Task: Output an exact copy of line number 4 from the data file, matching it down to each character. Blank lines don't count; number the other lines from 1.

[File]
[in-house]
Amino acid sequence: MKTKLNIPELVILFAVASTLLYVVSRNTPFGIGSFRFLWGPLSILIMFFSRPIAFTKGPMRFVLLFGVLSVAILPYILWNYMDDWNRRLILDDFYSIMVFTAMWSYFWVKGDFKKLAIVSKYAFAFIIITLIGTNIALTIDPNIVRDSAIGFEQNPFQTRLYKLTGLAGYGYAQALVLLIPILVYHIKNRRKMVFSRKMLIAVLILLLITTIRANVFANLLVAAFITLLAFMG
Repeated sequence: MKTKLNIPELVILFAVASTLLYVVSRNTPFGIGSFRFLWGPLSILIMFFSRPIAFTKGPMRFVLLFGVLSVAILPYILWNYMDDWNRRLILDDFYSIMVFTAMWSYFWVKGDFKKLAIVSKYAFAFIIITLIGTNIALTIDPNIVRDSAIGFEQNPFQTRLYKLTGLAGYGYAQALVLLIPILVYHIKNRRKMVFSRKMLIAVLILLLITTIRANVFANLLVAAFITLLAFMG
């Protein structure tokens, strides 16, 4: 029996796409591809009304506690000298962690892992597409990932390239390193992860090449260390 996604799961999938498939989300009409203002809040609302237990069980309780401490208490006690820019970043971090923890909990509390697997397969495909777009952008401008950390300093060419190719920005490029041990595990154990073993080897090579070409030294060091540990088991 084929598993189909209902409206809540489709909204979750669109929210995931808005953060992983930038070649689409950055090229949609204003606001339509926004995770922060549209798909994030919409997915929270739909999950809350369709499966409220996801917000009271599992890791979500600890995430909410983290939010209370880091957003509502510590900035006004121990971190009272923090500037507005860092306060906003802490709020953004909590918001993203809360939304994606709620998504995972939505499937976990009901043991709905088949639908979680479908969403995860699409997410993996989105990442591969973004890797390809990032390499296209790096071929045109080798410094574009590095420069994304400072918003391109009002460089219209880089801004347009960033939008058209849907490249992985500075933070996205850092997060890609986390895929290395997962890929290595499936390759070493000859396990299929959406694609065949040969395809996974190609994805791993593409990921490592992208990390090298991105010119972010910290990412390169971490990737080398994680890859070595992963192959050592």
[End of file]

């Protein structure tokens, strides 16, 4: 029996796409591809009304506690000298962690892992597409990932390239390193992860090449260390 996604799961999938498939989300009409203002809040609302237990069980309780401490208490006690820019970043971090923890909990509390697997397969495909777009952008401008950390300093060419190719920005490029041990595990154990073993080897090579070409030294060091540990088991 084929598993189909209902409206809540489709909204979750669109929210995931808005953060992983930038070649689409950055090229949609204003606001339509926004995770922060549209798909994030919409997915929270739909999950809350369709499966409220996801917000009271599992890791979500600890995430909410983290939010209370880091957003509502510590900035006004121990971190009272923090500037507005860092306060906003802490709020953004909590918001993203809360939304994606709620998504995972939505499937976990009901043991709905088949639908979680479908969403995860699409997410993996989105990442591969973004890797390809990032390499296209790096071929045109080798410094574009590095420069994304400072918003391109009002460089219209880089801004347009960033939008058209849907490249992985500075933070996205850092997060890609986390895929290395997962890929290595499936390759070493000859396990299929959406694609065949040969395809996974190609994805791993593409990921490592992208990390090298991105010119972010910290990412390169971490990737080398994680890859070595992963192959050592």